In February, a spokesman for Medtronic told MassDevice “A strong and adequately resourced FDA is necessary to sustain public confidence and to achieve a more transparent, efficient and accountable regulatory approval process for the innovations we bring to patient care.”
In other words – industry will guide the FDA to a timeline for medical device approvals in order not to “stifle innovation.”
In February, Consumers Union (CU) brought eight patients to Washington D.C. to meet with lawmakers and press for more FDA oversight over devices, not faster approvals.
The group’s Safe Patient Project believes the FDA budget is more focused on serving industry than patients. The public is increasingly being harmed by defective defibrillators, surgical mesh and metal-on-metal hips that have been put on the market through a safety loophole, the 510(k) within the FDA that allows a medical device to be approved after naming a “predicate” already being sold, even if that predicate has been recalled over safety issues.
The design flaw would not have to be fixed before using it as a predicate, again and again. More than 90 percent of medical devices make it to market after they claim to be “substantially equivalent” to a predicate device.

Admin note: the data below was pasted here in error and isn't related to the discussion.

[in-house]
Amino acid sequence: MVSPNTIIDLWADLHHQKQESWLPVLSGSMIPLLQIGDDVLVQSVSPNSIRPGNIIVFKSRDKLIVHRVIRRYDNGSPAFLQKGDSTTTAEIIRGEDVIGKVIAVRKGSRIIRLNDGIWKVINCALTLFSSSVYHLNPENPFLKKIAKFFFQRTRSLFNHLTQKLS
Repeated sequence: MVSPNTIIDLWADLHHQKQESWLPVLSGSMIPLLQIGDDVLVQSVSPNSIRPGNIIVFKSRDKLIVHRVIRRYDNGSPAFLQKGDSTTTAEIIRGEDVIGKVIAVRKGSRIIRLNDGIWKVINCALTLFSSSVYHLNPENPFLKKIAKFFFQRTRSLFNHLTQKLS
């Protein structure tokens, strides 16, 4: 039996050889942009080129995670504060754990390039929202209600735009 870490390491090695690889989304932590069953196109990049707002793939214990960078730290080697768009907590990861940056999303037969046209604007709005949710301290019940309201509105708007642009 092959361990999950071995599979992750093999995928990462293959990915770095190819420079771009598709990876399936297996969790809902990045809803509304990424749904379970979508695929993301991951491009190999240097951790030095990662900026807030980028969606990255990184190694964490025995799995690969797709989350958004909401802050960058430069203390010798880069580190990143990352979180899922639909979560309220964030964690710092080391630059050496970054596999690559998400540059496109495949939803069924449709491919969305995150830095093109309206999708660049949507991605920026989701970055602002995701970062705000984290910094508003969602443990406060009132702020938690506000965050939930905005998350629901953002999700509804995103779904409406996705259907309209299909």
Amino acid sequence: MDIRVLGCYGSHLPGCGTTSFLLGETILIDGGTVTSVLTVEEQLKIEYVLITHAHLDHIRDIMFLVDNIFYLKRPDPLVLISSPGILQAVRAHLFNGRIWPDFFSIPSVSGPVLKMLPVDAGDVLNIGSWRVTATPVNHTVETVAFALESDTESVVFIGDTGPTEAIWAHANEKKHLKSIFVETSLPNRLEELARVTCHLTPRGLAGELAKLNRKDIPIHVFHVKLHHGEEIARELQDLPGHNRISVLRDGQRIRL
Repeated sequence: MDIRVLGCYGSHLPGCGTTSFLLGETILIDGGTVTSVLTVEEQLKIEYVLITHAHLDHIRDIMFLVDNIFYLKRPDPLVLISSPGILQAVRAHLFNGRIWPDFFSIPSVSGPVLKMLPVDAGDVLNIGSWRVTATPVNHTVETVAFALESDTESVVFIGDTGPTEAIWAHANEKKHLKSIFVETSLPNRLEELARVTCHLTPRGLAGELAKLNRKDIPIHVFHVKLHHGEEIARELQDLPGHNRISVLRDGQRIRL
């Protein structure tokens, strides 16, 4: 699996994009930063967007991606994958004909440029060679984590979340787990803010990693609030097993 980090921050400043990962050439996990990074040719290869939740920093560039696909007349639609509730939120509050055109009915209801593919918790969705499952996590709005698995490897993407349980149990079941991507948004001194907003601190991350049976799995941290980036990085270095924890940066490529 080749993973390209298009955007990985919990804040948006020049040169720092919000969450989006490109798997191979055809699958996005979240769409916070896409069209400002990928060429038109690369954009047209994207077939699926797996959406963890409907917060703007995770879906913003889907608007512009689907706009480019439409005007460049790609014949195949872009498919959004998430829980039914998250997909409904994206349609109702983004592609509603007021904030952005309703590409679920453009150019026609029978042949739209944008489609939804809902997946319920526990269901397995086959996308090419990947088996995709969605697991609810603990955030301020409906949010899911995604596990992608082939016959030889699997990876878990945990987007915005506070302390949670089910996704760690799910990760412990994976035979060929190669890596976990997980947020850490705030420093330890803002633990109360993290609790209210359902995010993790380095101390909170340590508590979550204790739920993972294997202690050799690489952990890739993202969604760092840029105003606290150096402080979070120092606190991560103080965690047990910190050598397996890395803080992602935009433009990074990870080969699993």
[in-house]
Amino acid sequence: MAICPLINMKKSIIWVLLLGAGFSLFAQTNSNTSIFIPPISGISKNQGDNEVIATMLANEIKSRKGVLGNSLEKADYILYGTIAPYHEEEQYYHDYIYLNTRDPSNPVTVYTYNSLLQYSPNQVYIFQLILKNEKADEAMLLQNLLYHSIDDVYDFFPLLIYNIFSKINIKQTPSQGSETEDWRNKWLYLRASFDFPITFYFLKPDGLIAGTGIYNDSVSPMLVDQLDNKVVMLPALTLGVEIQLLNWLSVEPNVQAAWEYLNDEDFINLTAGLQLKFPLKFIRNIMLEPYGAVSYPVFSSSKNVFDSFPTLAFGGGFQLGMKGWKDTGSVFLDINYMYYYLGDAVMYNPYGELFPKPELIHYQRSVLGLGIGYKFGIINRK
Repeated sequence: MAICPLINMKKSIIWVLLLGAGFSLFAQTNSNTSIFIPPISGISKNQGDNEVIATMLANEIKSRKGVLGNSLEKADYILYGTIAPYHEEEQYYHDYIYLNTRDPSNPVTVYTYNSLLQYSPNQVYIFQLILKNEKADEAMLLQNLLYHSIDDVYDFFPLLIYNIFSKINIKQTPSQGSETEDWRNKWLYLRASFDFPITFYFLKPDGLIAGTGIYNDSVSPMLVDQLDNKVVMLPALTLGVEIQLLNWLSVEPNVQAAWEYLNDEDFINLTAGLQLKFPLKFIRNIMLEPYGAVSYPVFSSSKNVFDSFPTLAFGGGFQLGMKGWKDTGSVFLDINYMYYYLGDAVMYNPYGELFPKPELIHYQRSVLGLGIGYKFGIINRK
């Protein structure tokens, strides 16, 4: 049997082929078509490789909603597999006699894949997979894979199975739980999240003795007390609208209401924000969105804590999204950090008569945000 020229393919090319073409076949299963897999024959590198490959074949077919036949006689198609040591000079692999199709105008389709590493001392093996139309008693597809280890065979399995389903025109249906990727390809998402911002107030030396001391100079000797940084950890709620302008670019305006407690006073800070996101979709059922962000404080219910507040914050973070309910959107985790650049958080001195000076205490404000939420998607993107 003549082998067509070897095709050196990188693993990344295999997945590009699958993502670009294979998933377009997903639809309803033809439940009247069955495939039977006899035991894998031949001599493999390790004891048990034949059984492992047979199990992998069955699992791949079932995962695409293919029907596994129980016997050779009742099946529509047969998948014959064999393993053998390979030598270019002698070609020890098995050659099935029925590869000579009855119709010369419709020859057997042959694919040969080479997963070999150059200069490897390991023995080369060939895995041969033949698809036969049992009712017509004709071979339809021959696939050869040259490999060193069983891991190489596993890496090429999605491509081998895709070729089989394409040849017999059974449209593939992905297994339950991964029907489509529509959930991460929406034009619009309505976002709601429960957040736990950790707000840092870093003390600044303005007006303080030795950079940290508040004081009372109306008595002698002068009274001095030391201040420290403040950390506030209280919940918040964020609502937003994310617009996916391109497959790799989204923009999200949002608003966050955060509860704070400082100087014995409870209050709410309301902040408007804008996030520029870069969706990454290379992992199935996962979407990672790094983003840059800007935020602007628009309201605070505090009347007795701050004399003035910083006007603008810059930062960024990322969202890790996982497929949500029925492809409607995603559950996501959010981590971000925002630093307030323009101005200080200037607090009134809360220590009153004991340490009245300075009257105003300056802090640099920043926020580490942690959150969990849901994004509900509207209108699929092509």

In a statement issued today, May 24, the consumer group outlined the patient safety provisions missing from the Senate bill:
Prohibition on clearing new devices based on recalled devices: The Senate bill does not include a provision preventing medical devices with known safety problems from being used as the basis for clearing new devices. Under the FDA’s 510(k) process, the agency has to approve a new device if it is substantially equivalent to one already being sold, even when the new device is based on one that has been recalled by manufacturers due to safety problems or has a recalled device in its lineage. Currently, the FDA does not even have the authority to require manufacturers seeking clearance for new devices to demonstrate that they have addressed the flaws of the recalled device.